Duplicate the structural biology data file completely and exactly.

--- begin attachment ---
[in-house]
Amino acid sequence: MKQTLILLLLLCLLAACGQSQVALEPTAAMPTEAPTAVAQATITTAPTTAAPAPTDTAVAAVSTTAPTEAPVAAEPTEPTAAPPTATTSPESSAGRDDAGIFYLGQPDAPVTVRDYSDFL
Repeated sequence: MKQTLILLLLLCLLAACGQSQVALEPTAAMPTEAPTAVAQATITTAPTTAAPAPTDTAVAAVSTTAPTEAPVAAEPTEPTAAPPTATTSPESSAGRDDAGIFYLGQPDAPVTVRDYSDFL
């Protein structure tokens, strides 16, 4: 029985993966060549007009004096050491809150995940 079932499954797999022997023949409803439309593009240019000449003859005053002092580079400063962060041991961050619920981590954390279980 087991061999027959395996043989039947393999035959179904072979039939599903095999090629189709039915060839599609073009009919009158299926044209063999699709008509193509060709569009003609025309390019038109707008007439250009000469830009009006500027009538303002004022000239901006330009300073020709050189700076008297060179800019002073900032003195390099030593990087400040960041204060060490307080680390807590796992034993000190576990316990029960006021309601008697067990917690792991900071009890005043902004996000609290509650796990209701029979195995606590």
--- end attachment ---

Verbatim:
[in-house]
Amino acid sequence: MKQTLILLLLLCLLAACGQSQVALEPTAAMPTEAPTAVAQATITTAPTTAAPAPTDTAVAAVSTTAPTEAPVAAEPTEPTAAPPTATTSPESSAGRDDAGIFYLGQPDAPVTVRDYSDFL
Repeated sequence: MKQTLILLLLLCLLAACGQSQVALEPTAAMPTEAPTAVAQATITTAPTTAAPAPTDTAVAAVSTTAPTEAPVAAEPTEPTAAPPTATTSPESSAGRDDAGIFYLGQPDAPVTVRDYSDFL
């Protein structure tokens, strides 16, 4: 029985993966060549007009004096050491809150995940 079932499954797999022997023949409803439309593009240019000449003859005053002092580079400063962060041991961050619920981590954390279980 087991061999027959395996043989039947393999035959179904072979039939599903095999090629189709039915060839599609073009009919009158299926044209063999699709008509193509060709569009003609025309390019038109707008007439250009000469830009009006500027009538303002004022000239901006330009300073020709050189700076008297060179800019002073900032003195390099030593990087400040960041204060060490307080680390807590796992034993000190576990316990029960006021309601008697067990917690792991900071009890005043902004996000609290509650796990209701029979195995606590």